2. For some reason ICM/Guardian polls since GB has become PM tend to have a 1% anti-C bias and a 2.8 Std. But even so I agree – a 7 pt difference would be just over 1 std the wrong way for both polls and this is not impossible (roughly a 2.5% chance, or a 1.6% chance if you.gov is right and ICM is wrong) I suspect there is a methodology issue. I see no reason to suppose that public opinion has moved either way in the last few days.

  3. Thanks Anthony. :)

    So at this stage it looks like a mystery?

  4. There sure is a “methodology issue” as between ICM & YouGov!

    One of them is completely up the creek.

  5. Neither POLLSTERS results are “up the creek” COLIN – Take the word of the “Oracle” – i have’nt been wrong so far with any POLLING – Ken Livingstone will NOT be the mayor of London after the election – and Ken knows it too !

  6. Mike “the oracle” Richardson

    Good to see you maintaining an objective non-partisan approach! Jack’s point above has got it right on this one…personality rather than party label and I suspect this will result in roller-coaster polls.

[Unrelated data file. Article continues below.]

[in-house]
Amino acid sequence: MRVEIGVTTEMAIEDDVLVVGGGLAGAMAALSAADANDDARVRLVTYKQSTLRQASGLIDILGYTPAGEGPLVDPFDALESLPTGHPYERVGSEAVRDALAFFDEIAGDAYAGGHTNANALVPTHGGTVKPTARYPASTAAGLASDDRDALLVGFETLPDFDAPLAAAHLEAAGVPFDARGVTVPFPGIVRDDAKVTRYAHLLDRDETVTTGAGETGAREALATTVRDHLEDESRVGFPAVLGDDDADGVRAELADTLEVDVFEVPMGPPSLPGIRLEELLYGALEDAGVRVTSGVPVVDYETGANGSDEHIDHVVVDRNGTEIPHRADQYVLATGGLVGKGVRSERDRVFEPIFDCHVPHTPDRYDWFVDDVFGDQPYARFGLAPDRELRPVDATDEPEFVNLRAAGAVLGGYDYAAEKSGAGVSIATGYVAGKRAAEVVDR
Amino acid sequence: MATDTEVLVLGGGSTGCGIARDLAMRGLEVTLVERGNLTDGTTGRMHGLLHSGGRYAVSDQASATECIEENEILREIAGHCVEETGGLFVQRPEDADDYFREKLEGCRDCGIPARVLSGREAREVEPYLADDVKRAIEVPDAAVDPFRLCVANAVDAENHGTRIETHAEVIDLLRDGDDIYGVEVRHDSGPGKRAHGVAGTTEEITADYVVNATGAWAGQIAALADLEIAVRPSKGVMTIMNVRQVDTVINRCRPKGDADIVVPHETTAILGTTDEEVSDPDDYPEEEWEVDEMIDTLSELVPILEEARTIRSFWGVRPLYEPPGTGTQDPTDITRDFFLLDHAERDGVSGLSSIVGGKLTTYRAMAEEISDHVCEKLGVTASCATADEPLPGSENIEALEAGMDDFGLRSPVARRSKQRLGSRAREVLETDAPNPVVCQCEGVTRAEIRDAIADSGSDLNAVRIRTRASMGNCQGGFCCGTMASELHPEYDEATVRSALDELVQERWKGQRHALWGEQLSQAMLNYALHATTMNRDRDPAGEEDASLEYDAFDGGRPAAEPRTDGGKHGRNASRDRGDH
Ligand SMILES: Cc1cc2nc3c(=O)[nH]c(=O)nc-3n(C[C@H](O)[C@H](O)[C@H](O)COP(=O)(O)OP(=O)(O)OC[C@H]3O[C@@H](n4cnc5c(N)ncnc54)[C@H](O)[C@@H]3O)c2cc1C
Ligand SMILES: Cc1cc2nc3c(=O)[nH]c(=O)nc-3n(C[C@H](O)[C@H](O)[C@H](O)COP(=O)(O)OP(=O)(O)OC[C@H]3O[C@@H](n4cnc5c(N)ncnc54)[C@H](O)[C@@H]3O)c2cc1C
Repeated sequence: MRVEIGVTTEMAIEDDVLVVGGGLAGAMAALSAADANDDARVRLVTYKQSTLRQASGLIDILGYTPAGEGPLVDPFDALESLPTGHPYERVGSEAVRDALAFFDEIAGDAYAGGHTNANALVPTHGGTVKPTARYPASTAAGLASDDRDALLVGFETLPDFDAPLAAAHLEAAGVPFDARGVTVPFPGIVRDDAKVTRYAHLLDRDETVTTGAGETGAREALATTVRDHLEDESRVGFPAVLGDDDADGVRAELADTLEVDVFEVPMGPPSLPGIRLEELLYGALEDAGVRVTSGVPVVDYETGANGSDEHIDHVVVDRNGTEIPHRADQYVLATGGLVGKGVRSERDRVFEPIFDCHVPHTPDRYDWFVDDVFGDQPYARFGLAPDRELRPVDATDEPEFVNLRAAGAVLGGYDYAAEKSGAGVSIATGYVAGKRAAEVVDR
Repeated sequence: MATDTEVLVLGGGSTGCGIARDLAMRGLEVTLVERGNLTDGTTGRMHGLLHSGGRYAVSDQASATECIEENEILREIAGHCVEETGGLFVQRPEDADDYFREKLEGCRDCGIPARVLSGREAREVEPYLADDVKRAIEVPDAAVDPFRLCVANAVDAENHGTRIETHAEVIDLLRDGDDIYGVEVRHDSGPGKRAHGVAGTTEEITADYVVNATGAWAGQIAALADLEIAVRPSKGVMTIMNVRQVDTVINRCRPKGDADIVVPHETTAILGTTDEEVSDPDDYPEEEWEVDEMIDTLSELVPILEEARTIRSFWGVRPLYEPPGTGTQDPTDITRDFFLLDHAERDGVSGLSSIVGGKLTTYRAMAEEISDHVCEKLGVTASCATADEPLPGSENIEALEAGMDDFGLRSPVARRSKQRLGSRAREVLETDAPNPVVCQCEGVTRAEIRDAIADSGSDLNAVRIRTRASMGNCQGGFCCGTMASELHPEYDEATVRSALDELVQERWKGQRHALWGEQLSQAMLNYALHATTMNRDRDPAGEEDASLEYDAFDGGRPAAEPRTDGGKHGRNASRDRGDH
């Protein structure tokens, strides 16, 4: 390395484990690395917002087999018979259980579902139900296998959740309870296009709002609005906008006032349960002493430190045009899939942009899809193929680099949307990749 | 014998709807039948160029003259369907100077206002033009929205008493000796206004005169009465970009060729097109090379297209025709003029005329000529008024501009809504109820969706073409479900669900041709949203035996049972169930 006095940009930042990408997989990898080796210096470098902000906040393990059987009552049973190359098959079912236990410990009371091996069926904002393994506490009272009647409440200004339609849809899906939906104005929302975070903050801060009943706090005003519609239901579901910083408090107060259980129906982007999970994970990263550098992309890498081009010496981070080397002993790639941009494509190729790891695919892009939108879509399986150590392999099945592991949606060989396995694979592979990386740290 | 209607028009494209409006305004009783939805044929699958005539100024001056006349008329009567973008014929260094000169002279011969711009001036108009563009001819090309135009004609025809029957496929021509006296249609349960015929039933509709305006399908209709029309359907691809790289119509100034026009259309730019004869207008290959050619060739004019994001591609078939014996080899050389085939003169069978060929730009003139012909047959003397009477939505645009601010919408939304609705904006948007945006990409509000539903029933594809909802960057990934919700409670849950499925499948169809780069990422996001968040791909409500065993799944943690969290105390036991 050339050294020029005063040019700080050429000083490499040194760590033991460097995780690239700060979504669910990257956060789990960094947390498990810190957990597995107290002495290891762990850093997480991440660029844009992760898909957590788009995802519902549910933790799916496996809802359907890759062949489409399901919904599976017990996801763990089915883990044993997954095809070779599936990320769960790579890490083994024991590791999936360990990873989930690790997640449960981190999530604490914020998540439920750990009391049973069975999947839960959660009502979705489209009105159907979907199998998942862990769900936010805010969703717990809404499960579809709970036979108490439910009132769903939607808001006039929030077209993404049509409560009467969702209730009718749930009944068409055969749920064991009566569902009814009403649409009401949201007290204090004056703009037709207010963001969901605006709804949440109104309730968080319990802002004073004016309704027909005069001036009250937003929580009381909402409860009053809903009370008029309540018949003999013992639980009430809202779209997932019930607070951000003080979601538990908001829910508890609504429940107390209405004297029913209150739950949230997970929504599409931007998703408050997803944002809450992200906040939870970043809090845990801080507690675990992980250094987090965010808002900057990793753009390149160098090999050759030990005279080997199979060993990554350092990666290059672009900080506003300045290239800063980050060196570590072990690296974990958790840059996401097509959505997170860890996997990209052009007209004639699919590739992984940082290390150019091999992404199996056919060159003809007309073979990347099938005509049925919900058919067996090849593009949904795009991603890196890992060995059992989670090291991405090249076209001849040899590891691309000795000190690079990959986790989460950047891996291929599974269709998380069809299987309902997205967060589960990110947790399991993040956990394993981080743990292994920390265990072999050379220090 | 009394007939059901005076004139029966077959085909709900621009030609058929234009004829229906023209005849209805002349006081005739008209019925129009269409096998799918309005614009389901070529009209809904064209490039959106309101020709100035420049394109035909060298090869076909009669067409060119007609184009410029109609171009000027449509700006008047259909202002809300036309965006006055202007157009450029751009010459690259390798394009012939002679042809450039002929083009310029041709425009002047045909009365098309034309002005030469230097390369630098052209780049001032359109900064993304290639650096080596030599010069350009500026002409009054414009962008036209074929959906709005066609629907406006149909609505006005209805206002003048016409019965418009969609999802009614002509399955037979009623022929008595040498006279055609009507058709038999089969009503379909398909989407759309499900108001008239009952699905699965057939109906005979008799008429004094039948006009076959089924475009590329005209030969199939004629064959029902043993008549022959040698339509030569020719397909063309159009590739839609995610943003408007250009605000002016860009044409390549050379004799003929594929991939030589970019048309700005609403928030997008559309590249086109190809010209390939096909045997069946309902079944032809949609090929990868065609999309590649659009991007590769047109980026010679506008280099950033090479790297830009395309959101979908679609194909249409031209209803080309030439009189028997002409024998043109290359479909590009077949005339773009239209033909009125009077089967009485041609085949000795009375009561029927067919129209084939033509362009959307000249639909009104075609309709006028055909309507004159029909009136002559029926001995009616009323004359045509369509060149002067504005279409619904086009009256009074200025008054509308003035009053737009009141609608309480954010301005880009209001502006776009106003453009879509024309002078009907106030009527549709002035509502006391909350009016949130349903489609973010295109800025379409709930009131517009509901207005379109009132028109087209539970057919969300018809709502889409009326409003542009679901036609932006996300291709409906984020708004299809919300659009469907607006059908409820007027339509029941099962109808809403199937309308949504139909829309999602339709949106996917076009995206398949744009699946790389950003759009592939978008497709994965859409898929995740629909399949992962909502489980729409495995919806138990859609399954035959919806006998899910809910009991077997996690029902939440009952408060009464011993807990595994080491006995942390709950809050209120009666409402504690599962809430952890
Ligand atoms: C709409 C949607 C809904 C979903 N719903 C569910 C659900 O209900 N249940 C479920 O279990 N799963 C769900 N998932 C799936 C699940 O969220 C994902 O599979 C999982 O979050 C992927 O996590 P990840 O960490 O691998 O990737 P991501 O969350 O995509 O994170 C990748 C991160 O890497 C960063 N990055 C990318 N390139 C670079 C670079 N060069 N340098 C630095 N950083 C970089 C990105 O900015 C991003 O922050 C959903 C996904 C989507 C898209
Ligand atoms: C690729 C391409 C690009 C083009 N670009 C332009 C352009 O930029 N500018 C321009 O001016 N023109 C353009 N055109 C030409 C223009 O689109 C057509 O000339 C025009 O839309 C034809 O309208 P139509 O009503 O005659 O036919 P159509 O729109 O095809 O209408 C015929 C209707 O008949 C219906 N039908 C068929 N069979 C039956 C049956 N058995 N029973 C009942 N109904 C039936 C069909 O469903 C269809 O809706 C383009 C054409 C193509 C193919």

7. Mike “the oracle”, I am curious given your views, which i have read a number of times, which constituency do you live in and have you seen any campaigning activity at all other than for the local elections there?

  8. Following a comment on the recent YouGov poll, is there information about how many EU voters are registered in London constitutencies, and hence eligible to vote in the mayoral election but not in parliamentary ones?

    My guess is that, given the pathetic state of UK local government, few EU voters would bother to register for provincial lcoal elections. However, the London mayoral election has an altogether higher profile.

    From a psephological point of view, we need to take the differing registers into account if any predictions are to be made from Westminster lection results to London ones, or vice versa.

  9. Anthony-thank you for the ICM analysis & comparison with YouGov.

    It seems pretty odd to the layman that the two polls should differ so significantly on the two groups you highlight-particularly since you say there is no obvious reason for it.